Meet HYF’s mentor Jim Cramer.
Jim Cramer is the definition of an active volunteer. Almost year-round he is teaching people with a distance to the labor market how to code. When teaching, he spends at least 20 hours a week on HackYourFuture, delivering the weekly lecture, reviewing homework and providing online support to students. The night before this interview he was still up at 10:30 PM for a video call with one of the students.
Jim (65) started programming while still studying to become an electrical engineer. Two of his older brothers had previously emigrated to the United States and both found jobs at Hewlett Packard in Silicon Valley. Through one of them he was able to obtain an HP-35 handheld scientific calculator (now considered a classic), which allowed him to ditch the slide-rule he used up to that point for his studies. Soon after, he bought a newer model, but this time one that you could program yourself. That got him hooked. “I got myself, as it was known at the time, a single board computer with 4KB of memory and finally an Apple II home computer”. After he graduated, Jim started working as a programmer for Royal Dutch Shell, and retired as a Solution Architect, at the age of 50, through voluntary severance.
After retirement he did not plan to sit idle:
“I have always enjoyed studying. After retirement I started an introductory course in psychology at the Open Universiteit. Then, I followed some online courses offered by MIT, for instance an introductory course on Chemistry. Right now, I am studying Modern Standard Arabic at the Volksuniversiteit. I am a big believer in lifelong learning” he says proudly.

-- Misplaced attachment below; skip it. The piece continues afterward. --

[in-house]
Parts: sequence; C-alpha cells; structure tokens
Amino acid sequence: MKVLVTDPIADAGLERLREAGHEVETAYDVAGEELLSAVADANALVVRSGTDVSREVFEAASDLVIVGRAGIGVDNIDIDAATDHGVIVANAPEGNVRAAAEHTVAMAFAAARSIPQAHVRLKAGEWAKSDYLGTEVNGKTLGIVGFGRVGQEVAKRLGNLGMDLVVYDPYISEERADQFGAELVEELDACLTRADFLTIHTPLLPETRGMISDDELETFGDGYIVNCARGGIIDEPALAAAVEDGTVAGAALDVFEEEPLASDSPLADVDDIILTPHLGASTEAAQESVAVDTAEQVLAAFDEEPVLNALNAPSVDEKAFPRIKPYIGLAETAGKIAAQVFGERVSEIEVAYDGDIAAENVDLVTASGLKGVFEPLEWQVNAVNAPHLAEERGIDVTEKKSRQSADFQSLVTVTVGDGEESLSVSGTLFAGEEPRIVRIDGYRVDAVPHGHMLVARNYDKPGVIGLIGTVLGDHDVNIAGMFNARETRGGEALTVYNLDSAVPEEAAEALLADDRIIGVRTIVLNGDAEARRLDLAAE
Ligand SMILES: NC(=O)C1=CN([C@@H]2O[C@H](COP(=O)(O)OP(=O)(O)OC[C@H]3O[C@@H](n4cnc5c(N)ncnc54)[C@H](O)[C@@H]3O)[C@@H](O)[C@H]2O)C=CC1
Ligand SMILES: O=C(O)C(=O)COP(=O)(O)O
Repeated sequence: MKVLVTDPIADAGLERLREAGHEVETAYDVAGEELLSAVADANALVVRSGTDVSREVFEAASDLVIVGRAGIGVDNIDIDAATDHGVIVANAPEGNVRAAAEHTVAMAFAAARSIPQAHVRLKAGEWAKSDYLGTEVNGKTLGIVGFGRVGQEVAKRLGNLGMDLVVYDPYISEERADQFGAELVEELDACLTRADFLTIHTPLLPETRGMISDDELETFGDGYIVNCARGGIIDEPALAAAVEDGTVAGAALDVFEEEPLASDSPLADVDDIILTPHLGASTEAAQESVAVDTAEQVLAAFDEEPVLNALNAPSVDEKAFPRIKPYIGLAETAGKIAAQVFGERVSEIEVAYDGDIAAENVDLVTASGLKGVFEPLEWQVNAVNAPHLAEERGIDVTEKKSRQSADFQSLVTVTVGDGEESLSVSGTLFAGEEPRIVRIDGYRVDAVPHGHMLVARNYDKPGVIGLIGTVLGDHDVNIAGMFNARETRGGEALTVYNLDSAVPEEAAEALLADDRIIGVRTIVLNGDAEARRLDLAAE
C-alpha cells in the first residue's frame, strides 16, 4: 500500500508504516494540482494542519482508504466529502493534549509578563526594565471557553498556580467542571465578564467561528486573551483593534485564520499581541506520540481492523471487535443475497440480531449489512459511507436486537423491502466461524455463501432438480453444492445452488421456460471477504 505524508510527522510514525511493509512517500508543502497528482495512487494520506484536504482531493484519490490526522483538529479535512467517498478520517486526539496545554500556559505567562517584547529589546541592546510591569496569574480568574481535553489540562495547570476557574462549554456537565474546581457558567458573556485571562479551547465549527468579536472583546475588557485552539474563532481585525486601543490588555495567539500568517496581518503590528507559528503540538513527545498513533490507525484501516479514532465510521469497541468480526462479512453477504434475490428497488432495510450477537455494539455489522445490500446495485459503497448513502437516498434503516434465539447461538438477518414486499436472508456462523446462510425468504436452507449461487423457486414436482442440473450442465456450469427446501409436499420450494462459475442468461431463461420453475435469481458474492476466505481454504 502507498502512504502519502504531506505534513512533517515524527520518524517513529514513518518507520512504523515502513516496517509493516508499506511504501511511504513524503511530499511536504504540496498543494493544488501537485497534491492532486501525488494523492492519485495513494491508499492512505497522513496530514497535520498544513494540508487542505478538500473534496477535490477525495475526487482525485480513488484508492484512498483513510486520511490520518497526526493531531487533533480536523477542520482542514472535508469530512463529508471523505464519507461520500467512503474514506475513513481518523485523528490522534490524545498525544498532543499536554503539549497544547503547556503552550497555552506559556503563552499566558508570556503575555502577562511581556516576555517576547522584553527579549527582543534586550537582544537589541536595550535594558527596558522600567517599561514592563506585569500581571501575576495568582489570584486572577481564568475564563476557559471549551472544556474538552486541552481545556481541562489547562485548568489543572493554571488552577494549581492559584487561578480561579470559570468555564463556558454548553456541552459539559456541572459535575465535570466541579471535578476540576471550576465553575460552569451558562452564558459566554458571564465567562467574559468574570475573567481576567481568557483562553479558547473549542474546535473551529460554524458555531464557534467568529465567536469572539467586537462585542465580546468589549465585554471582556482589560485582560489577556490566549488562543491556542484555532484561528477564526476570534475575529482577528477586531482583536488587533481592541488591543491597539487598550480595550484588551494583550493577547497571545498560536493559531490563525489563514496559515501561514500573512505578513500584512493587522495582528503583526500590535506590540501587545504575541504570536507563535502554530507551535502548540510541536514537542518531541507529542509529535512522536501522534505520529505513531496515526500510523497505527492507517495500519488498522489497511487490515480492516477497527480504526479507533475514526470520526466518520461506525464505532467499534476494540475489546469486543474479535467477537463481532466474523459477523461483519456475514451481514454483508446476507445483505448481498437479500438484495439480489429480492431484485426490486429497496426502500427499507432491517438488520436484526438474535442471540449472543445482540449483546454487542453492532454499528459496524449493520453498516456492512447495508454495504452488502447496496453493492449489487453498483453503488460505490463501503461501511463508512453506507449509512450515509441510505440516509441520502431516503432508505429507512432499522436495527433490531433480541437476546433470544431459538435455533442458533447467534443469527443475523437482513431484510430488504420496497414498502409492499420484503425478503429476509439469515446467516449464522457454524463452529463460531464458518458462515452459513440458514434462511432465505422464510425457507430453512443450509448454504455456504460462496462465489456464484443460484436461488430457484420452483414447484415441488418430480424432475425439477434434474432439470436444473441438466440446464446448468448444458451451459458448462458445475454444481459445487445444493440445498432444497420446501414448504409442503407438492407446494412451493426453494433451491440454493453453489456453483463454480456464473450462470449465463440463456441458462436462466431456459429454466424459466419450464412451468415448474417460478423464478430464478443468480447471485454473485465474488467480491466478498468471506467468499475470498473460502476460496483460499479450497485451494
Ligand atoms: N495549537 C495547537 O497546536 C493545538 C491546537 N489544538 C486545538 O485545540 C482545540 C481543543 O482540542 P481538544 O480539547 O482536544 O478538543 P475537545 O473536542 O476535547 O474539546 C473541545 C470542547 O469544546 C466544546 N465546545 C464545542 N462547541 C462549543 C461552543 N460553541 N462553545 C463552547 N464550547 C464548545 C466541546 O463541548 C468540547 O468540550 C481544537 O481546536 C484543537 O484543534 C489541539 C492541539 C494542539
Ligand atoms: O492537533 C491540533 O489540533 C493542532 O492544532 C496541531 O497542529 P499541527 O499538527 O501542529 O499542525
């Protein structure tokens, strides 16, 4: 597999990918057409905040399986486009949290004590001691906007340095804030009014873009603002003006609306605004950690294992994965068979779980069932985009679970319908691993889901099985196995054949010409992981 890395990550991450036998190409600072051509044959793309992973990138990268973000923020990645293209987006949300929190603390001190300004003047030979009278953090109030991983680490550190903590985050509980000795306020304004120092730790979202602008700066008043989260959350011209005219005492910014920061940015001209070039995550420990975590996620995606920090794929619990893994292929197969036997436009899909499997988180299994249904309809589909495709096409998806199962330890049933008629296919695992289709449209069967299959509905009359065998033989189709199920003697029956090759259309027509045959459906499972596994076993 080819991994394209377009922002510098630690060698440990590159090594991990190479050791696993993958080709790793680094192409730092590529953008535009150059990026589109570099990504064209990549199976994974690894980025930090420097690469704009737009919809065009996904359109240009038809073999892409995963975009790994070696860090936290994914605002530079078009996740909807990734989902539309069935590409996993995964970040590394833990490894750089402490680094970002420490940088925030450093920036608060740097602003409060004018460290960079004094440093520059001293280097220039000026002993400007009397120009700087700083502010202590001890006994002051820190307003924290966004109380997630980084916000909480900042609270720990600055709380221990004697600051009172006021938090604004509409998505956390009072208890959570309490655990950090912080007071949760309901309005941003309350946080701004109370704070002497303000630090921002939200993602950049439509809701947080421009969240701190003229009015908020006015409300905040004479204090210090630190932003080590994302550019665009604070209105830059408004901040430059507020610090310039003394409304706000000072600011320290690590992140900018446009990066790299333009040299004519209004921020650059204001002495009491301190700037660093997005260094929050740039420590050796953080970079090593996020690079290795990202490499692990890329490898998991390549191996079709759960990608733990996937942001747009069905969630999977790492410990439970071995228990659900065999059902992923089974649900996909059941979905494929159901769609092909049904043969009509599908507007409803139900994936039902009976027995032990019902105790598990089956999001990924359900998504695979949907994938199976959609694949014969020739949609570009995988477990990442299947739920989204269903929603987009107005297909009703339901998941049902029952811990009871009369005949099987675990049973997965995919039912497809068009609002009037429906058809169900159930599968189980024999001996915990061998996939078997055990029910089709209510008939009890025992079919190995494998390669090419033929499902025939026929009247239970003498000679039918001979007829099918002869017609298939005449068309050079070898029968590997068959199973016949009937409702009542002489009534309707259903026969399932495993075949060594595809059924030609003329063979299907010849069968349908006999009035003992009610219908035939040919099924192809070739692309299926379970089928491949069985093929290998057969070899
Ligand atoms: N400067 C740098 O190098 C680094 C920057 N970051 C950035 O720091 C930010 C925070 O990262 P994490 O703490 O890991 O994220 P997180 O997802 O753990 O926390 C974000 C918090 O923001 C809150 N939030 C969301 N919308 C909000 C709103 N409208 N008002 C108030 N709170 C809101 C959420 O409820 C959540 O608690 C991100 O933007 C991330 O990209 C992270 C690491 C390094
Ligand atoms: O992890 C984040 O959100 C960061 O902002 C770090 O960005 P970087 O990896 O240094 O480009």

Jim is fairly strict with his students. He expects them to hand in their homework on time. “Sometimes I can understand their struggle. Right now, I still have to do this week’s homework for my next Arabic lesson in two days time.” Instead of doing his homework Jim biked 50 minutes to the center of Amsterdam, for this interview.
After his students continue with the next module, taught by a different teacher, he often tracks their progress. “I sometimes peek at their homework to see how they are doing. And when they make the same mistakes I pointed out to them earlier while reviewing their homework, it ticks me off”, he says while laughing.
Why all this effort? “Firstly, I enjoy teaching. But I also get a lot out of HackYourFuture as well. I have learned a lot from other volunteers. For instance, the way they organize their lectures and homework assignments, how they provide feedback on the homework, how they communicate with students and with each other.” In HackYourFuture students and teachers communicate during the week through Slack, an online collaboration tool.
Jim finds it rewarding that he can contribute to getting the lives back on track of people “who often had a job or education, but due to unfortunate circumstances saw their career being broken. People who often have a degree, which is not fully recognized in the Netherlands. People who have trouble finding a job.”
But perhaps the main reason for Jim’s commitment is his love for coding. “I truly enjoy to convey my passion. I have no idea what it would be like to be a programmer from 9 to 5, and then stop being a programmer in the evening.”
Our curriculum is created and taught by our volunteers, all professional developers. They teach our students how to work on projects in a modern tech team, how to be problem-solvers and to think like developers. Are you are skilled developer who would you like to provide support, guidance, and advice to our students? Then visit our website and join our team.